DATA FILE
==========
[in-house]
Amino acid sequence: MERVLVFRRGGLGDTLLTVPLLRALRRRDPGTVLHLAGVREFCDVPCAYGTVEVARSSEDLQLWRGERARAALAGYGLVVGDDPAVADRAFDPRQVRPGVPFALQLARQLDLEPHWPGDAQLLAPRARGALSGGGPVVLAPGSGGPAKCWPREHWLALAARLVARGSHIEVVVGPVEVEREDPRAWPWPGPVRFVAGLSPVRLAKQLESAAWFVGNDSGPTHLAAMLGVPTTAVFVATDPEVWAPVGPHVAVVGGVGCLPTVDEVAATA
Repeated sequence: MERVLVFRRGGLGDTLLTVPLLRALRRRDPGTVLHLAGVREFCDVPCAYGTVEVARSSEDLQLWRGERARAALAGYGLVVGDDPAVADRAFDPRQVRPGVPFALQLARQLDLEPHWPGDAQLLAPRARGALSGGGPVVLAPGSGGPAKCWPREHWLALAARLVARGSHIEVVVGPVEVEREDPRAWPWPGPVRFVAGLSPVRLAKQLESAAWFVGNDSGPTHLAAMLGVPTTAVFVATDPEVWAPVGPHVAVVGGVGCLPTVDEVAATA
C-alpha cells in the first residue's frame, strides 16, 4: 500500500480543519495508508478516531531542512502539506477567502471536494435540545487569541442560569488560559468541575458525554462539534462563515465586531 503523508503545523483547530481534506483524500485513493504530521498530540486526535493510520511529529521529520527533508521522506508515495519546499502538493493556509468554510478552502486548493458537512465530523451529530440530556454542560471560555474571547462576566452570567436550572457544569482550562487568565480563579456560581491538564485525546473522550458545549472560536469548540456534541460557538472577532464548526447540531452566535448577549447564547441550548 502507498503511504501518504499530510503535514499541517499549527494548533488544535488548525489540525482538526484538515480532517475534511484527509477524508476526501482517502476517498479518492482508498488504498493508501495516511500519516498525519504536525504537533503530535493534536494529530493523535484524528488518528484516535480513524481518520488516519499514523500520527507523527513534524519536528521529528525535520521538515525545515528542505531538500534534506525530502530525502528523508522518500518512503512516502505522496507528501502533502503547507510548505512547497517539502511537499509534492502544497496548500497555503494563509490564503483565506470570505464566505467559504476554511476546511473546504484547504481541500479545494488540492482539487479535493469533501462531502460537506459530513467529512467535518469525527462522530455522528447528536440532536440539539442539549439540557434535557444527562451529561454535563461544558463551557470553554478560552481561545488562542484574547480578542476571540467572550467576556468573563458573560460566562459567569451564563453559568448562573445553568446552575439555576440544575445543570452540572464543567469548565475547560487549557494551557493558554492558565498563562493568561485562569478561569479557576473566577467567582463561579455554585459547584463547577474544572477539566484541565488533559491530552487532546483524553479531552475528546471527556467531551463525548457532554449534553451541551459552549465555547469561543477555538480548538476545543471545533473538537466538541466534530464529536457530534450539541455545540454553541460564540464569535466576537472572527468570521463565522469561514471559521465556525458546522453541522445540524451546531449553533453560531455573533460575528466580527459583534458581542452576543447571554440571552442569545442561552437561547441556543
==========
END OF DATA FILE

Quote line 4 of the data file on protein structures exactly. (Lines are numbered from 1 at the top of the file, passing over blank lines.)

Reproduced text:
C-alpha cells in the first residue's frame, strides 16, 4: 500500500480543519495508508478516531531542512502539506477567502471536494435540545487569541442560569488560559468541575458525554462539534462563515465586531 503523508503545523483547530481534506483524500485513493504530521498530540486526535493510520511529529521529520527533508521522506508515495519546499502538493493556509468554510478552502486548493458537512465530523451529530440530556454542560471560555474571547462576566452570567436550572457544569482550562487568565480563579456560581491538564485525546473522550458545549472560536469548540456534541460557538472577532464548526447540531452566535448577549447564547441550548 502507498503511504501518504499530510503535514499541517499549527494548533488544535488548525489540525482538526484538515480532517475534511484527509477524508476526501482517502476517498479518492482508498488504498493508501495516511500519516498525519504536525504537533503530535493534536494529530493523535484524528488518528484516535480513524481518520488516519499514523500520527507523527513534524519536528521529528525535520521538515525545515528542505531538500534534506525530502530525502528523508522518500518512503512516502505522496507528501502533502503547507510548505512547497517539502511537499509534492502544497496548500497555503494563509490564503483565506470570505464566505467559504476554511476546511473546504484547504481541500479545494488540492482539487479535493469533501462531502460537506459530513467529512467535518469525527462522530455522528447528536440532536440539539442539549439540557434535557444527562451529561454535563461544558463551557470553554478560552481561545488562542484574547480578542476571540467572550467576556468573563458573560460566562459567569451564563453559568448562573445553568446552575439555576440544575445543570452540572464543567469548565475547560487549557494551557493558554492558565498563562493568561485562569478561569479557576473566577467567582463561579455554585459547584463547577474544572477539566484541565488533559491530552487532546483524553479531552475528546471527556467531551463525548457532554449534553451541551459552549465555547469561543477555538480548538476545543471545533473538537466538541466534530464529536457530534450539541455545540454553541460564540464569535466576537472572527468570521463565522469561514471559521465556525458546522453541522445540524451546531449553533453560531455573533460575528466580527459583534458581542452576543447571554440571552442569545442561552437561547441556543